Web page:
The Rugby World Cup in Kamaishi – a driving force for recovery
Thanks to its home team’s seven consecutive national championship titles (1979-1985), the coastal city of Kamaishi in Iwate Prefecture, Tōhoku region, is known as a rugby town. In 2011, when much of the city was wiped out by the tsunami that was triggered by the Great East Japan Earthquake, Kamaishi turned to rugby as a driving force for recovery and reconstruction.
Despite the devastation wreaked by the tsunami, residents rallied together behind Kamaishi’s winning bid to become one of Japan’s 12 cities to host the Rugby World Cup in 2019. Reconstruction of the city ran alongside the construction of the new stadium, which was opened in 2018 on the former site of Kamaishi East Junior High School and Unosumai Elementary School. The site is significant for its connection to the ‘Miracle of Kamaishi’, the successful evacuation of all children attending school on the day of the disaster.
The Rugby World Cup and the new Kamaishi Recovery Memorial Stadium created a beacon of hope for the tsunami-ravaged city, boosting collective morale and giving its residents the impetus to work towards a more sustainable city that is open and welcoming to domestic and international visitors.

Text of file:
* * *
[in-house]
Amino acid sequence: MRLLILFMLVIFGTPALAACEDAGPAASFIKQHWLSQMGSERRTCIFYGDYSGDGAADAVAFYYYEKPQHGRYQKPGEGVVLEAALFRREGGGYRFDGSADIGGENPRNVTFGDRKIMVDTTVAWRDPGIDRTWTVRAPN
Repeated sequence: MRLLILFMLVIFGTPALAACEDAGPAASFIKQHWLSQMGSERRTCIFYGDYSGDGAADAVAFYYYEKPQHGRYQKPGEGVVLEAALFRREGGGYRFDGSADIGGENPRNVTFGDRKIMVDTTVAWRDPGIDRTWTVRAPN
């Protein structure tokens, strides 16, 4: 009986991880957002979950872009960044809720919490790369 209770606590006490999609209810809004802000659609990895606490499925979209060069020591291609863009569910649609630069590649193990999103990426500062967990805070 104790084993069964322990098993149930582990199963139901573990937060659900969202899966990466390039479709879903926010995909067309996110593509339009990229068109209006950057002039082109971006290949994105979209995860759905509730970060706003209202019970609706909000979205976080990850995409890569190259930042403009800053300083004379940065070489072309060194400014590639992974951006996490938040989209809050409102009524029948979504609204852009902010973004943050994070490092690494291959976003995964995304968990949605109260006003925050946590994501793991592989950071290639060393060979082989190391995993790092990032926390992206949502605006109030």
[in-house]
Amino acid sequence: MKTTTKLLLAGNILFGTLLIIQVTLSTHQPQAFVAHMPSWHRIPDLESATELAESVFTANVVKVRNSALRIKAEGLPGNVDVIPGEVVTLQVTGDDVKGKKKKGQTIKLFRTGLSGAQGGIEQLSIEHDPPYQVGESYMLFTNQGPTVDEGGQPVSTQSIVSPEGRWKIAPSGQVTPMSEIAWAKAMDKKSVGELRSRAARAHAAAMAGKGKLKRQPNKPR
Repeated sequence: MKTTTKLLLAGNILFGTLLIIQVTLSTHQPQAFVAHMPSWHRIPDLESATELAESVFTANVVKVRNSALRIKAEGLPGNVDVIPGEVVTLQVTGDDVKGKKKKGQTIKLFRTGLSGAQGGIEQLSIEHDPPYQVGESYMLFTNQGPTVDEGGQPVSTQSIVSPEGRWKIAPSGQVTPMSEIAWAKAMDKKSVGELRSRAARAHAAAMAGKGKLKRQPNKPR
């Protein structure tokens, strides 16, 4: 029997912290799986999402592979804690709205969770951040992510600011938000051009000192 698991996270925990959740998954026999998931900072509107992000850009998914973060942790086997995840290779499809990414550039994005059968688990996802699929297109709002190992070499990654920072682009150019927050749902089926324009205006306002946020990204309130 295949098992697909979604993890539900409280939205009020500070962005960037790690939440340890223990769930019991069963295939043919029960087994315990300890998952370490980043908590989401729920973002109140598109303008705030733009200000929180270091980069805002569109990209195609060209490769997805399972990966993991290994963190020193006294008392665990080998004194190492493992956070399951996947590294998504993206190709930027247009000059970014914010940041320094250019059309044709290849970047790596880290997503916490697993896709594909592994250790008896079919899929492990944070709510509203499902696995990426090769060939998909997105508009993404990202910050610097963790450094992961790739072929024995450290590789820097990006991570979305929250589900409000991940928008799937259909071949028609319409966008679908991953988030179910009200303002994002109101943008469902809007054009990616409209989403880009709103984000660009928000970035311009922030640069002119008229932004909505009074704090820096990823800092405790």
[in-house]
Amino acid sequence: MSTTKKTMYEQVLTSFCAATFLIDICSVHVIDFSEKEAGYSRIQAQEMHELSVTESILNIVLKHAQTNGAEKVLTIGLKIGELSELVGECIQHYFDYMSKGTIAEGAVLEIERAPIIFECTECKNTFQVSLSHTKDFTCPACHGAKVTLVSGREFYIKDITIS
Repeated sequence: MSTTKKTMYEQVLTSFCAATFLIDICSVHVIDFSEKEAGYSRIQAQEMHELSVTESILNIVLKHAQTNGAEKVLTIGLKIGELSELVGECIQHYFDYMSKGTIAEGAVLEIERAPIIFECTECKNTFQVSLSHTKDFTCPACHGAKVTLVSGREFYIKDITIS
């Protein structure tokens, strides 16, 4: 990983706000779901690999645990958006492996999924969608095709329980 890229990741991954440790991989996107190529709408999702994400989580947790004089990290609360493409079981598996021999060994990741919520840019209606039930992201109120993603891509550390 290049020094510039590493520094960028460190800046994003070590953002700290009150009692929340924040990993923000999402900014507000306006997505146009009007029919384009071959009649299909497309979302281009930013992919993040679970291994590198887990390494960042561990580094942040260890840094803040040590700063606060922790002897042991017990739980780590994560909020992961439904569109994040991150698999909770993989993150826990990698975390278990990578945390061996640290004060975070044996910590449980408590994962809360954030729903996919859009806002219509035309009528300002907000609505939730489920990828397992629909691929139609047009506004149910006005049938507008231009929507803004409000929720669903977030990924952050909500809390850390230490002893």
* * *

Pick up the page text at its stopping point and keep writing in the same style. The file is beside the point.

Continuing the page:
In the summer of 2019, Japan House London hosted a talk by Iwasaki Akiko, owner of Horaikan ryokan (a Japanese style inn), who recounted her experience of surviving the tsunami and the role played by her ryokan in sheltering local residents. Iwasaki was joined in conversation by Welsh national rugby legend Shane Williams, who lived in Japan between 2012 and 2015 while playing for the Mitsubishi Dynaboars. Together they discussed the positive cultural impact of the Rugby World Cup 2019 on Kamaishi and on the revitalization of the Tōhoku region.
The event was part of a collaborative series of activities, organized by Japan House London and Japan’s Reconstruction Agency, exploring various aspects of the recovery efforts after the Great East Japan Earthquake of 2011.